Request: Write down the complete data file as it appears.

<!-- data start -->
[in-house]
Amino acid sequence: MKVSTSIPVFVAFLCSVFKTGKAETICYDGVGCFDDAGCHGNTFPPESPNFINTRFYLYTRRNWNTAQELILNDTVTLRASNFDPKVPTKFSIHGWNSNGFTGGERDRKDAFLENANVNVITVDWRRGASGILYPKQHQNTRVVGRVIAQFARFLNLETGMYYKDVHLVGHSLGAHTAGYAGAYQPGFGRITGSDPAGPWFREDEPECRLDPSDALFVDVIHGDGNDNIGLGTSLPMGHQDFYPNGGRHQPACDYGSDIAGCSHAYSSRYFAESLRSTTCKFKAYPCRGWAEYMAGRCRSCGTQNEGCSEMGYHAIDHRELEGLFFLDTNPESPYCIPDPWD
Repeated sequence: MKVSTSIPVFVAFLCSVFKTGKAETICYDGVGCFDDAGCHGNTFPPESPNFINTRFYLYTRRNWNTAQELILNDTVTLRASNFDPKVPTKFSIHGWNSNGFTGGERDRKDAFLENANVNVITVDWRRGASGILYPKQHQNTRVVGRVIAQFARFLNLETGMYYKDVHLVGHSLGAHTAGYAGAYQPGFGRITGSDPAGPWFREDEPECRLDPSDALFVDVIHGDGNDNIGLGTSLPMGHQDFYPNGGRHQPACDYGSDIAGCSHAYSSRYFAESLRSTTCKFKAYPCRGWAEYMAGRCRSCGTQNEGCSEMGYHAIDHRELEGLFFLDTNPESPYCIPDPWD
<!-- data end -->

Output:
[in-house]
Amino acid sequence: MKVSTSIPVFVAFLCSVFKTGKAETICYDGVGCFDDAGCHGNTFPPESPNFINTRFYLYTRRNWNTAQELILNDTVTLRASNFDPKVPTKFSIHGWNSNGFTGGERDRKDAFLENANVNVITVDWRRGASGILYPKQHQNTRVVGRVIAQFARFLNLETGMYYKDVHLVGHSLGAHTAGYAGAYQPGFGRITGSDPAGPWFREDEPECRLDPSDALFVDVIHGDGNDNIGLGTSLPMGHQDFYPNGGRHQPACDYGSDIAGCSHAYSSRYFAESLRSTTCKFKAYPCRGWAEYMAGRCRSCGTQNEGCSEMGYHAIDHRELEGLFFLDTNPESPYCIPDPWD
Repeated sequence: MKVSTSIPVFVAFLCSVFKTGKAETICYDGVGCFDDAGCHGNTFPPESPNFINTRFYLYTRRNWNTAQELILNDTVTLRASNFDPKVPTKFSIHGWNSNGFTGGERDRKDAFLENANVNVITVDWRRGASGILYPKQHQNTRVVGRVIAQFARFLNLETGMYYKDVHLVGHSLGAHTAGYAGAYQPGFGRITGSDPAGPWFREDEPECRLDPSDALFVDVIHGDGNDNIGLGTSLPMGHQDFYPNGGRHQPACDYGSDIAGCSHAYSSRYFAESLRSTTCKFKAYPCRGWAEYMAGRCRSCGTQNEGCSEMGYHAIDHRELEGLFFLDTNPESPYCIPDPWD